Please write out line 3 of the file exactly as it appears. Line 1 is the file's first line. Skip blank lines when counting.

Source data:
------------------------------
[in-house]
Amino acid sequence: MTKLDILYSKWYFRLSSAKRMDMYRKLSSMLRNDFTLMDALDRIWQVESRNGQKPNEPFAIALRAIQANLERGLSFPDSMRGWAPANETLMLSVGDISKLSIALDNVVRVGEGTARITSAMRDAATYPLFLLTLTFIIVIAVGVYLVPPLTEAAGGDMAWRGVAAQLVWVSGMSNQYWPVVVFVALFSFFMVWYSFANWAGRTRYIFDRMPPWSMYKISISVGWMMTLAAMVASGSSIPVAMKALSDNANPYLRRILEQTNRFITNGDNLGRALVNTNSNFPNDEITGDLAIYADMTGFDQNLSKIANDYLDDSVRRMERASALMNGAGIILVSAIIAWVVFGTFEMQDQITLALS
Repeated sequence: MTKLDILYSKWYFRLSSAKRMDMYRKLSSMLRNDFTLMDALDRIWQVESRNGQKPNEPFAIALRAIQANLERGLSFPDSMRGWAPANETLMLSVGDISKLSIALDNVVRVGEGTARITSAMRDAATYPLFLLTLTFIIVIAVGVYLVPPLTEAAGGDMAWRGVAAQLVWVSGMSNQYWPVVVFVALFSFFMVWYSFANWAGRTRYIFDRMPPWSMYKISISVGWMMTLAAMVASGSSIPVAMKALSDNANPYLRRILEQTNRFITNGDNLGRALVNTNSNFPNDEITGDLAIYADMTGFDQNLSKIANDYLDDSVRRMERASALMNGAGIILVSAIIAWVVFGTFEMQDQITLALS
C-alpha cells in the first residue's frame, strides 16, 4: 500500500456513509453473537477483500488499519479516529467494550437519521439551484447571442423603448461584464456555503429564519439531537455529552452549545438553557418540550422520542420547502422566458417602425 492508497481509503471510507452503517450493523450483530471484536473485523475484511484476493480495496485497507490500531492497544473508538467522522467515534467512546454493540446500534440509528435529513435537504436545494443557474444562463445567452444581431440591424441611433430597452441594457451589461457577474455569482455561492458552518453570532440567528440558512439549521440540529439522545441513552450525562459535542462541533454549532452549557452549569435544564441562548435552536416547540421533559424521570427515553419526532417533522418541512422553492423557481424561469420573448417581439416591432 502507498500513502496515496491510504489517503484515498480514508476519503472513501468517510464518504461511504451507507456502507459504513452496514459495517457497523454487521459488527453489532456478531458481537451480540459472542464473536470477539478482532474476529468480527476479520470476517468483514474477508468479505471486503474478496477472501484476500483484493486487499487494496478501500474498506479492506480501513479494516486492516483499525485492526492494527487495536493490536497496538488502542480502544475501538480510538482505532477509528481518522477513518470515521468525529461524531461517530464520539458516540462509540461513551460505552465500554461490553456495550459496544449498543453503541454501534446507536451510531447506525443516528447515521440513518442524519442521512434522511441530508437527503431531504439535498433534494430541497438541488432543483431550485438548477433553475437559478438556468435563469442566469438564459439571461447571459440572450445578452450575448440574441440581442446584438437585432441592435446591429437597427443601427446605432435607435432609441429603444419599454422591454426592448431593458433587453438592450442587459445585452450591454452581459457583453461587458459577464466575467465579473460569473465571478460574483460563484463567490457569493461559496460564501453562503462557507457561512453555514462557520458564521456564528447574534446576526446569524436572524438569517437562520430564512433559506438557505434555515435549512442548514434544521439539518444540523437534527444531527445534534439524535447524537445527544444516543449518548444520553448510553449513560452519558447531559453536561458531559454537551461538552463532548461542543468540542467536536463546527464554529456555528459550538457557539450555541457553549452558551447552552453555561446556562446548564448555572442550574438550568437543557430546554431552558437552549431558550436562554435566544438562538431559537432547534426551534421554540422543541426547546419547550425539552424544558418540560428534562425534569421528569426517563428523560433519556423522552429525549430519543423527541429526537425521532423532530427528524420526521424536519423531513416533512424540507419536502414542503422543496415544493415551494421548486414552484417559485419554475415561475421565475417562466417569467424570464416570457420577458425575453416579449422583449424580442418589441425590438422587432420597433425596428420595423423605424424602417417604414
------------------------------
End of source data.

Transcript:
Repeated sequence: MTKLDILYSKWYFRLSSAKRMDMYRKLSSMLRNDFTLMDALDRIWQVESRNGQKPNEPFAIALRAIQANLERGLSFPDSMRGWAPANETLMLSVGDISKLSIALDNVVRVGEGTARITSAMRDAATYPLFLLTLTFIIVIAVGVYLVPPLTEAAGGDMAWRGVAAQLVWVSGMSNQYWPVVVFVALFSFFMVWYSFANWAGRTRYIFDRMPPWSMYKISISVGWMMTLAAMVASGSSIPVAMKALSDNANPYLRRILEQTNRFITNGDNLGRALVNTNSNFPNDEITGDLAIYADMTGFDQNLSKIANDYLDDSVRRMERASALMNGAGIILVSAIIAWVVFGTFEMQDQITLALS